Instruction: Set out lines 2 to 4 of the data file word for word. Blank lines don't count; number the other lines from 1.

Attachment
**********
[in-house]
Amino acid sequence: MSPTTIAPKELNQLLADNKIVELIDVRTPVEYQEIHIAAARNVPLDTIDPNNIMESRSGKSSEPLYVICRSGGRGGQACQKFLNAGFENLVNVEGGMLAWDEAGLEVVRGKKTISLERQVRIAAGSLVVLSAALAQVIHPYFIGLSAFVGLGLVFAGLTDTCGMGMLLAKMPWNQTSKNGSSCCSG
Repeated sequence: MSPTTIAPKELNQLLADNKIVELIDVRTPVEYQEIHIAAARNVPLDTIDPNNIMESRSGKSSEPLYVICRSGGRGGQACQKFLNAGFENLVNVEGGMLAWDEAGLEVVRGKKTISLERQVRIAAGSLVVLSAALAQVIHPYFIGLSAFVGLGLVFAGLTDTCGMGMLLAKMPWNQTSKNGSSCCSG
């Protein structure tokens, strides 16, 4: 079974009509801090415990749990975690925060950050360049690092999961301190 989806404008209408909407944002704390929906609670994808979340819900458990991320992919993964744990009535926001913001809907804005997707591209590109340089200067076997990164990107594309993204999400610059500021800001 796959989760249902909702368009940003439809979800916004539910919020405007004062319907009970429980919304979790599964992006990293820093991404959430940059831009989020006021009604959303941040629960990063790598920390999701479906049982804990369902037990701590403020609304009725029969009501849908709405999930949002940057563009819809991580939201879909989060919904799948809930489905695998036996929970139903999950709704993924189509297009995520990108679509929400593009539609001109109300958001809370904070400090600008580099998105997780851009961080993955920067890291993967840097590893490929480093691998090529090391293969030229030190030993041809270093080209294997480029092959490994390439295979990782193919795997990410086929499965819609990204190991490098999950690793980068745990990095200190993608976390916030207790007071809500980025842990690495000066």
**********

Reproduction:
Amino acid sequence: MSPTTIAPKELNQLLADNKIVELIDVRTPVEYQEIHIAAARNVPLDTIDPNNIMESRSGKSSEPLYVICRSGGRGGQACQKFLNAGFENLVNVEGGMLAWDEAGLEVVRGKKTISLERQVRIAAGSLVVLSAALAQVIHPYFIGLSAFVGLGLVFAGLTDTCGMGMLLAKMPWNQTSKNGSSCCSG
Repeated sequence: MSPTTIAPKELNQLLADNKIVELIDVRTPVEYQEIHIAAARNVPLDTIDPNNIMESRSGKSSEPLYVICRSGGRGGQACQKFLNAGFENLVNVEGGMLAWDEAGLEVVRGKKTISLERQVRIAAGSLVVLSAALAQVIHPYFIGLSAFVGLGLVFAGLTDTCGMGMLLAKMPWNQTSKNGSSCCSG
């Protein structure tokens, strides 16, 4: 079974009509801090415990749990975690925060950050360049690092999961301190 989806404008209408909407944002704390929906609670994808979340819900458990991320992919993964744990009535926001913001809907804005997707591209590109340089200067076997990164990107594309993204999400610059500021800001 796959989760249902909702368009940003439809979800916004539910919020405007004062319907009970429980919304979790599964992006990293820093991404959430940059831009989020006021009604959303941040629960990063790598920390999701479906049982804990369902037990701590403020609304009725029969009501849908709405999930949002940057563009819809991580939201879909989060919904799948809930489905695998036996929970139903999950709704993924189509297009995520990108679509929400593009539609001109109300958001809370904070400090600008580099998105997780851009961080993955920067890291993967840097590893490929480093691998090529090391293969030229030190030993041809270093080209294997480029092959490994390439295979990782193919795997990410086929499965819609990204190991490098999950690793980068745990990095200190993608976390916030207790007071809500980025842990690495000066």